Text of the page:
Background: Non-clinical factors impact on decisions about whether to refer a patient from primary care to specialist mental health services. The aim of this study was to investigate whether introducing a standardized assessment of severity improves agreement on referrals.
Methods: Multi-site mixed-method cluster randomized controlled trial, investigating GP referrals from 73 practices (408 839 patients) to 11 community mental health teams (CMHTs). Intervention group GPs were asked to complete a Threshold Assessment Grid (TAG) rating of mental health problem severity. CMHTs rated referral appropriateness.
Results: Two hundred and eighty-one GPs made 1061 mental health referrals. The intervention was only partly implemented with 25% of intervention group GPs completing TAGs. No difference was found in appropriateness (OR 1.18, 95% CI 0.91-1.53) or secondary outcomes. Post-referral primary care contact rates were higher for the intervention group (IRR 1.36, 95% CI 1.07-1.73). Qualitative data identified professional and organizational barriers to implementation.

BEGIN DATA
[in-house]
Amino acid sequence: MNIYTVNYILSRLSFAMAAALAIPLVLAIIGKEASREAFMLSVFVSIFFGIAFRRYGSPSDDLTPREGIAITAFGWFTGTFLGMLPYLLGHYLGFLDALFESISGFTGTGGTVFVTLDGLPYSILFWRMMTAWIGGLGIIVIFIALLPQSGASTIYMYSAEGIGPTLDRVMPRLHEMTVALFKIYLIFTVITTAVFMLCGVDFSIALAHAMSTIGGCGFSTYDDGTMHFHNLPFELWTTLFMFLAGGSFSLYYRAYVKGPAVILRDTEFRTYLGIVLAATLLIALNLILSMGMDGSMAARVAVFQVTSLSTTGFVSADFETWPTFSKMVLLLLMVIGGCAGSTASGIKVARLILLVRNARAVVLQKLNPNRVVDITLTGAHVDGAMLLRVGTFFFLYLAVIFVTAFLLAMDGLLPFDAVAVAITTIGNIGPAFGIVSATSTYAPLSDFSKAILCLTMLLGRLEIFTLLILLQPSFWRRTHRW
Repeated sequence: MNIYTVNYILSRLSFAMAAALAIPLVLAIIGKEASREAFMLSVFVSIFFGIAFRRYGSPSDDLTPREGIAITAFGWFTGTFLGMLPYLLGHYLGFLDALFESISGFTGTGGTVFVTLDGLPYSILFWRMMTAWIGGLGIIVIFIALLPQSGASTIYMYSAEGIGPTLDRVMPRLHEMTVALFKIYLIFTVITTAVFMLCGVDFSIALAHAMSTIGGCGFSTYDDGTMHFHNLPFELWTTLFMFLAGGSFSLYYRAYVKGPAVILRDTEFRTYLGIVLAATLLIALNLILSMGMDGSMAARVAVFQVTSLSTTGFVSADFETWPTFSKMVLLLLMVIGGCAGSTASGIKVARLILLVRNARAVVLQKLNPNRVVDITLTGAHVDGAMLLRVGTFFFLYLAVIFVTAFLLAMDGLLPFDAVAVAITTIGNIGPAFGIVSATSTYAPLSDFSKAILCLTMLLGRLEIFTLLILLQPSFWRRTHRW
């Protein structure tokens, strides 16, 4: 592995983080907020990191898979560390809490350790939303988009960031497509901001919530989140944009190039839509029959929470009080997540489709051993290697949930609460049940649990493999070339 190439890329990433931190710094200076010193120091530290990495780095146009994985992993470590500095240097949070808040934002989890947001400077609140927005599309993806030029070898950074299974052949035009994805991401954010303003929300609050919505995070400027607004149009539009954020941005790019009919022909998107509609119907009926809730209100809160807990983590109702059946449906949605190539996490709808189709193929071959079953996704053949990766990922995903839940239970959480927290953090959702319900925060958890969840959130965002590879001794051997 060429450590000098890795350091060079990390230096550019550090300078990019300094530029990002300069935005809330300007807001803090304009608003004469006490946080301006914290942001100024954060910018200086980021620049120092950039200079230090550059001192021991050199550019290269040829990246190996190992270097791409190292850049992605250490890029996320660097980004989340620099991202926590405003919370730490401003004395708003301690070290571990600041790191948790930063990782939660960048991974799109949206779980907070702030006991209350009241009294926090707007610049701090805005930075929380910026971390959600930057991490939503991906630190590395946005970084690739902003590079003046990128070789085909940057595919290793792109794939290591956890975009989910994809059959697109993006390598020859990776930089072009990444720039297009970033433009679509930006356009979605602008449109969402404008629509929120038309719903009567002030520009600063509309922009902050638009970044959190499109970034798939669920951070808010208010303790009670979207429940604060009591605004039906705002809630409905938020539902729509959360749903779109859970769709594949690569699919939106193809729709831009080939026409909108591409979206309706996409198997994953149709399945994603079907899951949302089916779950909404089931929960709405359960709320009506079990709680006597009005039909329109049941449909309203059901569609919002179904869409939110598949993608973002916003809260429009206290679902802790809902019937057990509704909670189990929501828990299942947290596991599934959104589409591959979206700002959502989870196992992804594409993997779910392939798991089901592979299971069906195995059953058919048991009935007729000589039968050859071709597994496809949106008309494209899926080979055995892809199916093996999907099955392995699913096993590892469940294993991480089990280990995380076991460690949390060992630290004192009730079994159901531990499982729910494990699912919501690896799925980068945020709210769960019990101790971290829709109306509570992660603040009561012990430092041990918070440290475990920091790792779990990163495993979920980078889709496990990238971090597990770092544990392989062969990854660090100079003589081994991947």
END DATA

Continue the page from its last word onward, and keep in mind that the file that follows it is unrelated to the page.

Conclusions: Asking GPs to complete a TAG when referring to CMHTs did not improve primary-secondary care agreement on referrals. Low implementation means that uncertainty remains about whether introducing a severity-focussed measure into the referral process is beneficial. Introducing local protocols to manage demand at this interface may not be successful and more attention needs to be paid to human and organizational factors in managing interfaces between services.